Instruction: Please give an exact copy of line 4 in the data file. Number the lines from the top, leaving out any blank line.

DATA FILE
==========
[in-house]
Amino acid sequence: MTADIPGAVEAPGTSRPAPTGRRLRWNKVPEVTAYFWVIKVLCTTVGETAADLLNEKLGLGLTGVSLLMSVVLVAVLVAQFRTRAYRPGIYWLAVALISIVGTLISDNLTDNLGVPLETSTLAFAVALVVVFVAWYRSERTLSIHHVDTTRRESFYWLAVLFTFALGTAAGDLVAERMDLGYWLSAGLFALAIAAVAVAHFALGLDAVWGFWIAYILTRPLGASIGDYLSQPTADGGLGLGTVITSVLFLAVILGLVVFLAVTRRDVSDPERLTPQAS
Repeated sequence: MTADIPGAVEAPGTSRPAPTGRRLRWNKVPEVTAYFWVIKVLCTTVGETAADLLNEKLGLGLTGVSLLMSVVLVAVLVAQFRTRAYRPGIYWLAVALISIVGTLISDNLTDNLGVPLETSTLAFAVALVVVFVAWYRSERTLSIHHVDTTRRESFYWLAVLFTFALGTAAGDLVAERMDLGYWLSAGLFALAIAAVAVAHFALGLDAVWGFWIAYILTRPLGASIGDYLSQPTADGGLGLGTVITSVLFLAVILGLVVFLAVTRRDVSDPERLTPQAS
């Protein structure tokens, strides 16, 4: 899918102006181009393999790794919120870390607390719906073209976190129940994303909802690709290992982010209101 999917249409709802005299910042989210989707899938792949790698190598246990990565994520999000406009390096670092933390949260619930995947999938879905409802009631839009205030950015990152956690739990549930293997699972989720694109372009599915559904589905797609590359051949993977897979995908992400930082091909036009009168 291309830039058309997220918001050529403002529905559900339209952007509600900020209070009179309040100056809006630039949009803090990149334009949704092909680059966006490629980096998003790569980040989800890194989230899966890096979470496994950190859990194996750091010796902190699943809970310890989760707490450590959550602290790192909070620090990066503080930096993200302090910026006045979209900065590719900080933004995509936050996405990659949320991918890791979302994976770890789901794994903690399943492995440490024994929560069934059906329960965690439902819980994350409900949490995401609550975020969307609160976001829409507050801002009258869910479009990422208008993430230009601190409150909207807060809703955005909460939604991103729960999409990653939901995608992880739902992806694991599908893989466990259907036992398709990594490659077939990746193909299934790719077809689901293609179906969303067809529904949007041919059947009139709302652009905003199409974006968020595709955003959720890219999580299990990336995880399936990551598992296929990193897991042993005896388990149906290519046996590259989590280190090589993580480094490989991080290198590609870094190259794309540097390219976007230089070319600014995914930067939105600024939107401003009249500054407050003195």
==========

């Protein structure tokens, strides 16, 4: 899918102006181009393999790794919120870390607390719906073209976190129940994303909802690709290992982010209101 999917249409709802005299910042989210989707899938792949790698190598246990990565994520999000406009390096670092933390949260619930995947999938879905409802009631839009205030950015990152956690739990549930293997699972989720694109372009599915559904589905797609590359051949993977897979995908992400930082091909036009009168 291309830039058309997220918001050529403002529905559900339209952007509600900020209070009179309040100056809006630039949009803090990149334009949704092909680059966006490629980096998003790569980040989800890194989230899966890096979470496994950190859990194996750091010796902190699943809970310890989760707490450590959550602290790192909070620090990066503080930096993200302090910026006045979209900065590719900080933004995509936050996405990659949320991918890791979302994976770890789901794994903690399943492995440490024994929560069934059906329960965690439902819980994350409900949490995401609550975020969307609160976001829409507050801002009258869910479009990422208008993430230009601190409150909207807060809703955005909460939604991103729960999409990653939901995608992880739902992806694991599908893989466990259907036992398709990594490659077939990746193909299934790719077809689901293609179906969303067809529904949007041919059947009139709302652009905003199409974006968020595709955003959720890219999580299990990336995880399936990551598992296929990193897991042993005896388990149906290519046996590259989590280190090589993580480094490989991080290198590609870094190259794309540097390219976007230089070319600014995914930067939105600024939107401003009249500054407050003195």